sigpickeep it simple or simply keep it

                            Comment


                            • #15
                              Extreme classical? As tight and refined as you would be in designing a logo. ONLY, there are some notable differences-- the current solution has the nameplate hovering over a semi-transparent white bar over the photo, which is low in contrast, shape, and detail (most of that's because of blurring).

                              Now try to imagine the photo-range you might have to cover in a single year with that nameplate. Will it be as tight a 'rule' that all cover shots be closeups of great food? What about people? What about natural textures? Would it work if the shot contained high contrast texture work? What photo colour range would it have to work on top of?

                              I guess one of my pet peeves is when we get outside designers submit a logo or layout design for anything without demonstrating the range that we normally need to cover. Anyone can make nice 'one-of' layouts, the trick is making something that goes the whole distance.

                              How committed will you be to that white box overlay approach? Any closecut (clipping pathed) images to float about any of that text, ever?

                              Why the bottom red rule? And if you think it's necessary, what is the optimum weight for that in relation to the type?

                              The vertical depth of that nameplate block is approx 2/11. Kind of an odd grid (are you using 11 inches and just picked 2?). A big boost to formalize and introduce elegance into layout is to work in a layout grid. Maybe if it was 5 vertical you could bump up the top nameplate space to 1 full row.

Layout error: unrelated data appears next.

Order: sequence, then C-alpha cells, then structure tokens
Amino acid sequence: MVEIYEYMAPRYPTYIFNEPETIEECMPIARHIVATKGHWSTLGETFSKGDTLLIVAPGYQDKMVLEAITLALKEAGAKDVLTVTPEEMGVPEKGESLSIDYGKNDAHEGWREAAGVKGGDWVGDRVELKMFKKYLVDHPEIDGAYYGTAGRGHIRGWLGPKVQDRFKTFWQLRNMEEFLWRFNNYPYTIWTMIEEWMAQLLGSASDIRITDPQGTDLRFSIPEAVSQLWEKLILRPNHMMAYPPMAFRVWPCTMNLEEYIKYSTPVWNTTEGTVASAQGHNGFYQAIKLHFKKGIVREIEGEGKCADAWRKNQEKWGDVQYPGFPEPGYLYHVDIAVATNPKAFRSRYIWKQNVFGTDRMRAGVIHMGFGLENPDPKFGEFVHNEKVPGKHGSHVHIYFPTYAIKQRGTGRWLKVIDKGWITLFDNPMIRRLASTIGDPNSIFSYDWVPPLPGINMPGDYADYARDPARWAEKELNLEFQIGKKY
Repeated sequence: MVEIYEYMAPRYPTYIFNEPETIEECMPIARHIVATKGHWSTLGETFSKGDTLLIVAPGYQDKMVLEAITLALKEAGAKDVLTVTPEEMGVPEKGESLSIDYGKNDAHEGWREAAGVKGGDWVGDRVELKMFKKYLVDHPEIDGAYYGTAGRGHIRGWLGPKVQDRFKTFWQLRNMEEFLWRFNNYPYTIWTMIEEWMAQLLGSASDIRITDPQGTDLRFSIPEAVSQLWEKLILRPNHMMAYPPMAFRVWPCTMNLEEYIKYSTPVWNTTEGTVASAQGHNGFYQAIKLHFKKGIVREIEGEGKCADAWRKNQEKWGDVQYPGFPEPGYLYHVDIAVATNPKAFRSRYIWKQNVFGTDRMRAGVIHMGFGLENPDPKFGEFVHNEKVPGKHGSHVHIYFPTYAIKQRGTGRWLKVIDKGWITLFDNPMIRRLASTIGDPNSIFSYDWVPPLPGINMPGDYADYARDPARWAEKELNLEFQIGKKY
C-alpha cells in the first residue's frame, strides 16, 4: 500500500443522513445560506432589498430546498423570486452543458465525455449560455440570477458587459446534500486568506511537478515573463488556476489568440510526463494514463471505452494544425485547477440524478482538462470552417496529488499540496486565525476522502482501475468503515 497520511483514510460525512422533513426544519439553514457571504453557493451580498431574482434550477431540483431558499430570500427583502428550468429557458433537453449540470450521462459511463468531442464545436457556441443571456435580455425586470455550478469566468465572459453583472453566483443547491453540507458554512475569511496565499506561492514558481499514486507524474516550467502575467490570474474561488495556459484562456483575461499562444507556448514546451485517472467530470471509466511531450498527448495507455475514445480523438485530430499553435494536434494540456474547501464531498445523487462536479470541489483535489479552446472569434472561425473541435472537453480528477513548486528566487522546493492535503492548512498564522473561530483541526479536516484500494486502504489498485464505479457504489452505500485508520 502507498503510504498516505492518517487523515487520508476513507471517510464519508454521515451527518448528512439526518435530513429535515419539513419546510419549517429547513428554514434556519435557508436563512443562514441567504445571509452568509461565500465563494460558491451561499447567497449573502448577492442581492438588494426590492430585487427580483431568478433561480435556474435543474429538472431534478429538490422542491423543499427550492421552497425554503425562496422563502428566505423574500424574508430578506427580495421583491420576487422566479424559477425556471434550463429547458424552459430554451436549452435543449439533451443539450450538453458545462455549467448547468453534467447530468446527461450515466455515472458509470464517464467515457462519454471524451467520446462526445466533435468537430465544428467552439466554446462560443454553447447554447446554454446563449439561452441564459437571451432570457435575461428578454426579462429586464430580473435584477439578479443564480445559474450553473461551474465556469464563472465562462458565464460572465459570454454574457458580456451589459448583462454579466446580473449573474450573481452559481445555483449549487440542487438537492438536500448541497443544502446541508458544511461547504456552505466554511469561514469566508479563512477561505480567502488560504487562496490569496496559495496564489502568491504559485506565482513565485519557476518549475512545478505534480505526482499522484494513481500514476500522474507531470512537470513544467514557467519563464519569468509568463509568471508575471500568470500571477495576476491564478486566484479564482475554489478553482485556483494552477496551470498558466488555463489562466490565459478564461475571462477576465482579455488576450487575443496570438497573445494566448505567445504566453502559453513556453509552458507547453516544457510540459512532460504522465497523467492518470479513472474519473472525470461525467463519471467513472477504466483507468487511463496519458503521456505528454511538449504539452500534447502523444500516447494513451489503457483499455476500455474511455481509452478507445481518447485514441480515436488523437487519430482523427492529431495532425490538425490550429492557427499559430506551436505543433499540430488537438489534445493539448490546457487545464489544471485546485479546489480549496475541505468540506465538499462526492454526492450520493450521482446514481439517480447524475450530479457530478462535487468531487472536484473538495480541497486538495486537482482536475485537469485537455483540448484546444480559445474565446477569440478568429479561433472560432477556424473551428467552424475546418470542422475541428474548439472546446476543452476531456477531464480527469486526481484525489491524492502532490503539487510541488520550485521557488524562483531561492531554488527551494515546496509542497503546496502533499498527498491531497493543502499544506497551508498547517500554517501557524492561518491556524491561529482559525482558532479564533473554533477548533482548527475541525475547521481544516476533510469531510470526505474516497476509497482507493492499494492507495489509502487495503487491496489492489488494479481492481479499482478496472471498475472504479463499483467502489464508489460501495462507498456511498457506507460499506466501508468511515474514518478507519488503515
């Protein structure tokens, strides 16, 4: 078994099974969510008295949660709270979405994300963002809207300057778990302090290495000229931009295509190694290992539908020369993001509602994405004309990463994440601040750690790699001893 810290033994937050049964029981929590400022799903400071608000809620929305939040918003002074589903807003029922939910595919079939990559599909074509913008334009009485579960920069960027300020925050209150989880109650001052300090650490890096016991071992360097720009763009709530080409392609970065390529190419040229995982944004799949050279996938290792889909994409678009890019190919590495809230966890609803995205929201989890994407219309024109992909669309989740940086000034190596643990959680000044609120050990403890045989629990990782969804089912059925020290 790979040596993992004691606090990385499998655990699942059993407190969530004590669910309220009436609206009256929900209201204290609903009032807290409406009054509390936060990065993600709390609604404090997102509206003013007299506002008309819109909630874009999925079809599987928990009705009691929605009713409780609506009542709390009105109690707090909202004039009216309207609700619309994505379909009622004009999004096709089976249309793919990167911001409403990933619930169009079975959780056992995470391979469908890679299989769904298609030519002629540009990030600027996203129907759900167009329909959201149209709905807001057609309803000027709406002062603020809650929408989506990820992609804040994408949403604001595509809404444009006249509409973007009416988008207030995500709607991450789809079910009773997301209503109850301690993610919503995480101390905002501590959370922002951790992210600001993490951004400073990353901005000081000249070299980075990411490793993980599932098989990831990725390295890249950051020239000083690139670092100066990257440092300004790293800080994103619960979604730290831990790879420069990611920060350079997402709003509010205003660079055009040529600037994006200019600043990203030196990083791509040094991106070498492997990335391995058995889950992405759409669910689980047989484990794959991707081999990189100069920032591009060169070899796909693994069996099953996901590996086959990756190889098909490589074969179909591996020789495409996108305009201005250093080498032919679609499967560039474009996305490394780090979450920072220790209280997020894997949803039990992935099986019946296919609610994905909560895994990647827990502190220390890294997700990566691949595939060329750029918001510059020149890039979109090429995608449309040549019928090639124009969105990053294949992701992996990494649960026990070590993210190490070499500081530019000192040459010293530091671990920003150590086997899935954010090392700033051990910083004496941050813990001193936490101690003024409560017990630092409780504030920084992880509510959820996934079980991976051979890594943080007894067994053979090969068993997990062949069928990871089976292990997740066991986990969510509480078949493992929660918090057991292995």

>>SO, because the nameplate will be a little "bland" (therefore needing extensive attention to its balance and "classical perfection"? to kind of make up for its blandness), what is needed to stand the test of time is: a consistency in the style of the cover photograph and how it relates to the nameplate, some kind of common thread in all of the cover photos over time to maintain a "look" that the audience will recognize.<<

                              Well, yes -- and no. I'm not saying that the nameplate is 'bland', only that it must totally complement the photo layout. No matter what the issue. What decisions you make in its design will effect your future choices and anticipated cover photo styles and treatment.

                              Will a reversal work? How? Other colours? Solid instead of transp backing? Different nameplate backing colours?. An all-white photo background? Maybe that would eleminate the need for the block -- or the bottom line? Hmmm. A lot depends on your ability to work cooperatively with the cover photographer. (ANY possibility it may go illustrative?)

                              Test of time? That's much harder to predict. Shelf-life of typeface choices can be especially difficult to predict.

                              >>Do you mean, literally, the stoke weight of the type--the edge/outline on the actual letters?<<

                              Yes, the stroke weights. There's a tendency for elegance to be translated into the kind of classic Bodoni treatment: extreme range of stroke weights between horiz and vertical. Too thin and you could limit your layout choices (for instance, texture work nearby could bury recognition of the thinner strokes), too thick and you lose the elegance of the stroke thick/thin contrasts.

                              You have to also work with the sub-head weight and (if its used) that bottom nameplate-block rule.

                              Comment

                              Mediabistro A division of Prometheus Global Media home | site map | advertising/sponsorships | careers | contact us | help courses | browse jobs | freelancers | content | member benefits | reprints & permissions terms of use | privacy policy Copyright © 2014 Mediabistro Inc. call (212) 389-2000 or email us
                              Working...
                              X